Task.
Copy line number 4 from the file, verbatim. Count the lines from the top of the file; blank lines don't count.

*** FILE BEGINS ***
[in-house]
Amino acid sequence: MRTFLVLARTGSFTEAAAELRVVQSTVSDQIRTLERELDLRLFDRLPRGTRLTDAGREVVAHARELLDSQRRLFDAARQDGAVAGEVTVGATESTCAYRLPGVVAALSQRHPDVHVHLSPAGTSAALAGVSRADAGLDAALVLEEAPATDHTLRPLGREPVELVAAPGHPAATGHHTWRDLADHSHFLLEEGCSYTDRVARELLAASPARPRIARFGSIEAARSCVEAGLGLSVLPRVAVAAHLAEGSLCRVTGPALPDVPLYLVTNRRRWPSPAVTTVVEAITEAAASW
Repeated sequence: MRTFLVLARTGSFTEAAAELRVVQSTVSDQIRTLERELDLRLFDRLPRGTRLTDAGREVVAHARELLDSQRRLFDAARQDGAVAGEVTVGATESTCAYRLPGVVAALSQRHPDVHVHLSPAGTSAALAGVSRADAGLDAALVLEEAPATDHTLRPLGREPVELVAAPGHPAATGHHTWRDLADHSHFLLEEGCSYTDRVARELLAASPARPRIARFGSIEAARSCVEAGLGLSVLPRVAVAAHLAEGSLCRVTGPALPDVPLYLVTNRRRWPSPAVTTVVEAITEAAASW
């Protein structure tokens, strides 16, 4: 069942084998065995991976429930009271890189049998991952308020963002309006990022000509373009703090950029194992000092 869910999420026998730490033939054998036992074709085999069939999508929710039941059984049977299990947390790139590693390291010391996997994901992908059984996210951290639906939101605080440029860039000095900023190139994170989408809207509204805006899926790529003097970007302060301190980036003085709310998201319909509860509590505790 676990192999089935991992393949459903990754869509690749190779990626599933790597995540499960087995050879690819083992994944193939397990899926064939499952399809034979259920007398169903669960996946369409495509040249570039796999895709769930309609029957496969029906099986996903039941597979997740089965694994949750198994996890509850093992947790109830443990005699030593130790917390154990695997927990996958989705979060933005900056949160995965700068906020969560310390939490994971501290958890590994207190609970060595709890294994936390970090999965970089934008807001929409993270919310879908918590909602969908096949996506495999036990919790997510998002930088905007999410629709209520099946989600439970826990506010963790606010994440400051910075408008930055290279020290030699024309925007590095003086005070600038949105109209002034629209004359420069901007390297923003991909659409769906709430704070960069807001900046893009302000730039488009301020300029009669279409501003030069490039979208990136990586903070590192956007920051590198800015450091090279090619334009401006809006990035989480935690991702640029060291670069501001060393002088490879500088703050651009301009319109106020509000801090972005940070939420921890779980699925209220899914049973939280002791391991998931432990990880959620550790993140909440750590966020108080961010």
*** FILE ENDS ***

């Protein structure tokens, strides 16, 4: 069942084998065995991976429930009271890189049998991952308020963002309006990022000509373009703090950029194992000092 869910999420026998730490033939054998036992074709085999069939999508929710039941059984049977299990947390790139590693390291010391996997994901992908059984996210951290639906939101605080440029860039000095900023190139994170989408809207509204805006899926790529003097970007302060301190980036003085709310998201319909509860509590505790 676990192999089935991992393949459903990754869509690749190779990626599933790597995540499960087995050879690819083992994944193939397990899926064939499952399809034979259920007398169903669960996946369409495509040249570039796999895709769930309609029957496969029906099986996903039941597979997740089965694994949750198994996890509850093992947790109830443990005699030593130790917390154990695997927990996958989705979060933005900056949160995965700068906020969560310390939490994971501290958890590994207190609970060595709890294994936390970090999965970089934008807001929409993270919310879908918590909602969908096949996506495999036990919790997510998002930088905007999410629709209520099946989600439970826990506010963790606010994440400051910075408008930055290279020290030699024309925007590095003086005070600038949105109209002034629209004359420069901007390297923003991909659409769906709430704070960069807001900046893009302000730039488009301020300029009669279409501003030069490039979208990136990586903070590192956007920051590198800015450091090279090619334009401006809006990035989480935690991702640029060291670069501001060393002088490879500088703050651009301009319109106020509000801090972005940070939420921890779980699925209220899914049973939280002791391991998931432990990880959620550790993140909440750590966020108080961010």